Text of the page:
The Russian Navy has officially commissioned the intelligence ship Ivan Khurs at a ceremony in Saint Petersburg. The ceremony took place on 25 June, and Ivan Khurs is expected to leave the Baltic Sea in the near future. That reports the Russian Ministry of Defense.
Ivan Khurs is a rather large ship. It is 95 meters long, 16 meters wide, and has a displacement of 4,000 tons. The crew consists of 131 persons.
The ship will join the Black Sea Fleet which has missed a signals intelligence ship since the smaller Liman sank last year after a collision with a merchant ship. The commander in chief of the navy, admiral Vladimir Korolyov, did not personally participate in the ceremony, but he sent a written message:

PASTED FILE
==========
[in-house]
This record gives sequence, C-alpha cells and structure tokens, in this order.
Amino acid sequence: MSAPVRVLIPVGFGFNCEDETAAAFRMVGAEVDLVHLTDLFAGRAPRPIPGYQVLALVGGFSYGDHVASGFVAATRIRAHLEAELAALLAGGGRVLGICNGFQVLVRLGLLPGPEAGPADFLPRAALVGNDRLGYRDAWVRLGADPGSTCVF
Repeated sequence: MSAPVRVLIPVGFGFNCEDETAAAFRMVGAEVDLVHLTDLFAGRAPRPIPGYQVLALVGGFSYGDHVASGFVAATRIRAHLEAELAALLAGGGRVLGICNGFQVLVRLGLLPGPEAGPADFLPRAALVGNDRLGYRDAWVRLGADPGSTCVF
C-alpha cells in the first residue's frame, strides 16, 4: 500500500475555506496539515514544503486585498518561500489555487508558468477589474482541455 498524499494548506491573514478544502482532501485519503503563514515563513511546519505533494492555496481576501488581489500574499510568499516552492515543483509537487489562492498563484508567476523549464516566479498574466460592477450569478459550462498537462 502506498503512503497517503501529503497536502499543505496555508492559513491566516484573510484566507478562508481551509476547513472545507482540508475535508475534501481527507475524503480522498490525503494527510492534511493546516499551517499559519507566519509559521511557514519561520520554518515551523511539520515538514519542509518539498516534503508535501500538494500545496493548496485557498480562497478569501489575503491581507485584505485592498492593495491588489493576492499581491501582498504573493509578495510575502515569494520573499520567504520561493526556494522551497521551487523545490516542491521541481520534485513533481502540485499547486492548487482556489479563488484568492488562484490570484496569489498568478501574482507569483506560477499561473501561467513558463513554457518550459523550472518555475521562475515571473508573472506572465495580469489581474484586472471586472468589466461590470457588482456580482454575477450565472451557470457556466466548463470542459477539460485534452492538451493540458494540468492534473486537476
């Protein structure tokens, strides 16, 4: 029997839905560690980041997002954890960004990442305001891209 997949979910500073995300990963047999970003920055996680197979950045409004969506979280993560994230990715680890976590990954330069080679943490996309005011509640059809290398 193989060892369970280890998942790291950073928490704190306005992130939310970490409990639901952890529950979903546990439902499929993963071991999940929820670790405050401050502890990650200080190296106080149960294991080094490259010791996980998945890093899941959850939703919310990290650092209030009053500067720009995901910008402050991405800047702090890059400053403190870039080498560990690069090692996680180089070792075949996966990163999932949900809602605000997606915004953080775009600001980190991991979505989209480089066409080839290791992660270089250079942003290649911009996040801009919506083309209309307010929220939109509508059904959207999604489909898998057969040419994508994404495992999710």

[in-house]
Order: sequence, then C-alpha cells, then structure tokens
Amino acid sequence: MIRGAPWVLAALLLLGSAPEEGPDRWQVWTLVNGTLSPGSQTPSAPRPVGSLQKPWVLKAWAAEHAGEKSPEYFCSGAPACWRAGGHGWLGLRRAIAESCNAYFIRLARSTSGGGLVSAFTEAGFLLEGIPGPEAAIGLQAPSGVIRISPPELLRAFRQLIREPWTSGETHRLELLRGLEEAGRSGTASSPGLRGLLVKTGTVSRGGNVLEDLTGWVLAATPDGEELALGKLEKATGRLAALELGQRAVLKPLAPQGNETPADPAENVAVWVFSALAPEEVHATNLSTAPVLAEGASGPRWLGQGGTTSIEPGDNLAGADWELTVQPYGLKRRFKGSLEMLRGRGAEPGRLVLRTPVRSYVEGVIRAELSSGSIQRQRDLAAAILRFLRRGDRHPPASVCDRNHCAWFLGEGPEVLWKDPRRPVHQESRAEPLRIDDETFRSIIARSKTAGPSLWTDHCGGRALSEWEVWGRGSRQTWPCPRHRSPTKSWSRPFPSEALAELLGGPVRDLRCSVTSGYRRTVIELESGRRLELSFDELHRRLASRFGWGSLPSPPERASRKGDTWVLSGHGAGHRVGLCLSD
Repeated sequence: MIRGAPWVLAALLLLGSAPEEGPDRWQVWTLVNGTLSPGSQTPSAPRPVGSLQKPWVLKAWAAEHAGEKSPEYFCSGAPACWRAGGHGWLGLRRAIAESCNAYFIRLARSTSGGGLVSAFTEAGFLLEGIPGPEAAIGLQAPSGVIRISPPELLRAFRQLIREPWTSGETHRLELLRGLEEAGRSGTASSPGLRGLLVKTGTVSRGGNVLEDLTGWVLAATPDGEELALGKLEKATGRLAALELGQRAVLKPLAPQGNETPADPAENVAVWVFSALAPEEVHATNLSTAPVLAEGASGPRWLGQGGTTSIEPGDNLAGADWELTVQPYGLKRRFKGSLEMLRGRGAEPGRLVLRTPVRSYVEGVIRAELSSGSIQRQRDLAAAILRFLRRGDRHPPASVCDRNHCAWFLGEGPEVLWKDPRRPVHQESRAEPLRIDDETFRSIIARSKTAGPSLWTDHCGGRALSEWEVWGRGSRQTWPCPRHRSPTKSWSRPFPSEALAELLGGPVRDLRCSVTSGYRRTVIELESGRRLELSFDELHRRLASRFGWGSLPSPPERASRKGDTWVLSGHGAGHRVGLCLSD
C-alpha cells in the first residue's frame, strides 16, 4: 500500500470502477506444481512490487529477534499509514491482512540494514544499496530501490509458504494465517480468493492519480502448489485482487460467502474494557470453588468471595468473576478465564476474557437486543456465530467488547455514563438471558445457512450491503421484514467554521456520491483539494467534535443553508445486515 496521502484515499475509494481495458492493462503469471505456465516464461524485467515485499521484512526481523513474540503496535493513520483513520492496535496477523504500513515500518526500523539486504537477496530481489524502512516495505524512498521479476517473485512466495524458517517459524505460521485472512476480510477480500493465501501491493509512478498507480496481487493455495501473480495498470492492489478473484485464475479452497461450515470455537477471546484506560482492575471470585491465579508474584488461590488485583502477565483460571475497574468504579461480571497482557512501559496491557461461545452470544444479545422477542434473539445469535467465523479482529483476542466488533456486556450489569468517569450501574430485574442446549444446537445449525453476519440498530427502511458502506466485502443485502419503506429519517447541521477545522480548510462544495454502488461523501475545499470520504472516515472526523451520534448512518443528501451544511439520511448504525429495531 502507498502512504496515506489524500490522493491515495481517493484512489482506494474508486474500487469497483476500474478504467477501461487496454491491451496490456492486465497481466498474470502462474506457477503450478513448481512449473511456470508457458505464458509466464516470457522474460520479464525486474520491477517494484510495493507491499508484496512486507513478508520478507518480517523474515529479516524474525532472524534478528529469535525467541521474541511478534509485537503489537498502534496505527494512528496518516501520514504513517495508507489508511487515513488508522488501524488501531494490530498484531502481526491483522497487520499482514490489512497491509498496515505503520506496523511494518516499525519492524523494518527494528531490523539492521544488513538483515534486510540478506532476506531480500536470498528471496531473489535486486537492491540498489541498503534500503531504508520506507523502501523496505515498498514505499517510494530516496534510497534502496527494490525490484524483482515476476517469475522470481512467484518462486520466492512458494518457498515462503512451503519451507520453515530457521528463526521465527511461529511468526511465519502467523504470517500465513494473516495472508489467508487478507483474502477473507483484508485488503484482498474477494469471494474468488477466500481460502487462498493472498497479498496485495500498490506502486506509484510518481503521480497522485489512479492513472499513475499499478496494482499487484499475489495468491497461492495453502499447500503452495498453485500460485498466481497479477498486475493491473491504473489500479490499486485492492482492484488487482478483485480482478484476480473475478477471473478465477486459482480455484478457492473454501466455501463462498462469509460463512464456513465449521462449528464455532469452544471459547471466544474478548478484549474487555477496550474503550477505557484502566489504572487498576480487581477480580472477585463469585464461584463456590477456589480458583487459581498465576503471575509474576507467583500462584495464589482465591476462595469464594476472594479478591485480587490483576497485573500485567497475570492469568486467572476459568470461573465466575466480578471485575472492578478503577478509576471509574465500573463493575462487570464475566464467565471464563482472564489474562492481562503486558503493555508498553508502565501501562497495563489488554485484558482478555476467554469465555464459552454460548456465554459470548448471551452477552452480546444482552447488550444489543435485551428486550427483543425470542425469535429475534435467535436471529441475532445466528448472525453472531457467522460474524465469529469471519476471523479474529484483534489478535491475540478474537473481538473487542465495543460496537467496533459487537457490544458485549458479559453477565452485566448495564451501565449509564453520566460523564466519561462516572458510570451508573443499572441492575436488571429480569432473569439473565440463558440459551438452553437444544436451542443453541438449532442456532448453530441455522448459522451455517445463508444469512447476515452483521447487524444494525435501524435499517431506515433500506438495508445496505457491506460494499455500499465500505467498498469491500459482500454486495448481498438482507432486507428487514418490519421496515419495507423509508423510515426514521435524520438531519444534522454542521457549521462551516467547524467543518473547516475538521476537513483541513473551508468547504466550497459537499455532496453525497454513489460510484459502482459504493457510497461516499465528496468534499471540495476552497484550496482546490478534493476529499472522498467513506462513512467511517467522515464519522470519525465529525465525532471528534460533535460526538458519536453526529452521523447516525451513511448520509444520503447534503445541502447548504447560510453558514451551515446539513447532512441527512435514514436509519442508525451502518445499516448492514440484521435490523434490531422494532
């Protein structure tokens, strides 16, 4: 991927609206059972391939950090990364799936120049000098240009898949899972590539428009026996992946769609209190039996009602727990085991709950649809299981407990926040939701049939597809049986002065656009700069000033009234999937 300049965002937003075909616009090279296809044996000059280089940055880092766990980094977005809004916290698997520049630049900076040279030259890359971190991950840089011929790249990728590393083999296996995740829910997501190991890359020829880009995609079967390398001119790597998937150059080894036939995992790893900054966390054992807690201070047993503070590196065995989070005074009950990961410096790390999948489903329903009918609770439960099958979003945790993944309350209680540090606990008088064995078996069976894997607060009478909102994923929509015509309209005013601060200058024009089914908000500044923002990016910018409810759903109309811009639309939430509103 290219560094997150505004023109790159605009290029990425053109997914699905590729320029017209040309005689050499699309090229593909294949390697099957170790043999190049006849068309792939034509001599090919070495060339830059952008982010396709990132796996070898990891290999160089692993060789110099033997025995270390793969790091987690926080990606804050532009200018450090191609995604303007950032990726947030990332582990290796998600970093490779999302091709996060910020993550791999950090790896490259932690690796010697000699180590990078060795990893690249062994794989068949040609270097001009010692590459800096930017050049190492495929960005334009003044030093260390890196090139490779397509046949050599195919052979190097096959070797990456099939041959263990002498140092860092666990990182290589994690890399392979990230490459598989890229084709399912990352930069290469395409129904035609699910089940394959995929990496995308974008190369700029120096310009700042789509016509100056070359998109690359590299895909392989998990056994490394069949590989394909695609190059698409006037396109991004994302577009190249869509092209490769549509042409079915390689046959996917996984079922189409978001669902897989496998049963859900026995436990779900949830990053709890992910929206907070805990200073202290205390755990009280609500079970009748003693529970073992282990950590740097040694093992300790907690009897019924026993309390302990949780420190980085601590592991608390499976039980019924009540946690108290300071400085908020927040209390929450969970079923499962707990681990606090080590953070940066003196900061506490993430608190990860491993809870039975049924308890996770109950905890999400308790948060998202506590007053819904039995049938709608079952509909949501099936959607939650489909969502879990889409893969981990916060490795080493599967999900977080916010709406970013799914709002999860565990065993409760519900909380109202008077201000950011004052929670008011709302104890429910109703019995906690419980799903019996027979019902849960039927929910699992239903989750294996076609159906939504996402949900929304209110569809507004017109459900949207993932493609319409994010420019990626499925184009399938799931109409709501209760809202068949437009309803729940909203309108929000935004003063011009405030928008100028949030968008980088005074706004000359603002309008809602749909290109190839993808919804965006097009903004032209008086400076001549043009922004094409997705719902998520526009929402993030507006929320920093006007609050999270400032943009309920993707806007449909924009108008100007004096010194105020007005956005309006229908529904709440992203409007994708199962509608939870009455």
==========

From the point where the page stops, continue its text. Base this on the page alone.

“The Black Sea Fleet is growing. The next ship to join will be the signals intelligence ship Ivan Khurs. In August or September, the frigate Admiral Makarov will also arrive to its new home port, the hero city of Sevastopol.”
Signals intelligence ships fundamentally have three purposes: Passive collection of intelligence, offensive electronic warfare, and power projection. Russia has an active doctrine for the use of such ships. They will often sail to key areas just outside the territorial waters of other states and linger around for long periods of time. That sounds insanely boring for the crew, but as a tool for political signaling it is cheap and powerful.
Ivan Khurs is the second ship in the class, which in Russia is called the project 18280. The first ship, Yuri Ivanov, was commissioned in 2014 and serves in the Northern Fleet.
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